At some point, city councillors and City staff will have to start distinguishing between "building affordable housing" and "making housing affordable". As an interim measure, creating housing accessible to low and moderate income people who access it by applying to a government agency or quasi-governmental entity makes sense. However, this contributes to the division of housing into high-cost housing for the well-to-do and subsidized housing for the not-so-well-to-do. It doesn’t do much for those who are simply looking for an affordable place to live and who are not inclined to seek government-owned or government-controlled housing. Affordable options for most people should be available without having to apply to a governmental agency.
Order #5. That the City Manager is requested to confer with the Law Department with the intention of ensuring that zoning and building code restrictions will not prohibit the rebuilding of the damaged structures and to report back to the City Council with necessary language or steps needed to ensure a straightforward process for families and current property owners to rebuild. Councillor Toomey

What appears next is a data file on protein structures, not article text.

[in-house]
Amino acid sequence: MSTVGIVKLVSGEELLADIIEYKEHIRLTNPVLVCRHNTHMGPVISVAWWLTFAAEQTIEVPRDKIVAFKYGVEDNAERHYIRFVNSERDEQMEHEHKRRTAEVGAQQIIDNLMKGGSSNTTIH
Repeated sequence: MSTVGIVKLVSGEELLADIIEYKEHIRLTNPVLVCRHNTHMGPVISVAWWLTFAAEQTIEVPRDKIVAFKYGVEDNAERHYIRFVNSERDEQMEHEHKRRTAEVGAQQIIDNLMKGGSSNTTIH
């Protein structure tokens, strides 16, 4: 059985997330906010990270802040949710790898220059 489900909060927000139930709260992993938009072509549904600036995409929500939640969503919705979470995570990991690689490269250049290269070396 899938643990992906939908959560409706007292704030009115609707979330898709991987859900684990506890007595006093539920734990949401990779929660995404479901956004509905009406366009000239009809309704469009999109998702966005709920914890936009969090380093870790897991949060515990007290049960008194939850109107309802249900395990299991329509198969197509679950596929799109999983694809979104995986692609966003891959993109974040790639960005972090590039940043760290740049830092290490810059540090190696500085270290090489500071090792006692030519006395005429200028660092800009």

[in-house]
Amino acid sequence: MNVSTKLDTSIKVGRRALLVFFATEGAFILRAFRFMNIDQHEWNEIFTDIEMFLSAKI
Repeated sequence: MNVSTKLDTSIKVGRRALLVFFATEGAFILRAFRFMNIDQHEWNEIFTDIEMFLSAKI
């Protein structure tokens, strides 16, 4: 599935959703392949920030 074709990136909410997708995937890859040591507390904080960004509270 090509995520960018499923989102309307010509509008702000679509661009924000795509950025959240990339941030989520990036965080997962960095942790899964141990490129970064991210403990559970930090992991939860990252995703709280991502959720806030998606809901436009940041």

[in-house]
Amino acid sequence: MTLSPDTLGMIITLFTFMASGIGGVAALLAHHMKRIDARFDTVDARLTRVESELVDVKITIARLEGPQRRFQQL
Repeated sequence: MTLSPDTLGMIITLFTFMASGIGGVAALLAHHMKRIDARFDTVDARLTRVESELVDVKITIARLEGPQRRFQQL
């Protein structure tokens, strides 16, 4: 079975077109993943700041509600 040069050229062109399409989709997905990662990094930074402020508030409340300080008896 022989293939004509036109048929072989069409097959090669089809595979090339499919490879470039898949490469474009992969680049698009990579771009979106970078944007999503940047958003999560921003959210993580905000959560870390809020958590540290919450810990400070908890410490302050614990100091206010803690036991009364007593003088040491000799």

Order #9. That the City Manager is requested to work with the Inspectional Services Department, the Community Development Department, the Legal Department and any other appropriate city departments to determine what measures can be taken to fast-track the rebuilding of homes impacted by the fire that may be non-conforming with the current zoning code and report back to the Council in a timely manner on what actions can be considered. Councillor Devereux
These are both very timely, and if there’s any need to insert an emergency amendment to the Zoning Ordinance to facilitate this, the City Council should fast-track it. Hopefully there’s insurance money to cover most or all of the costs of rebuilding.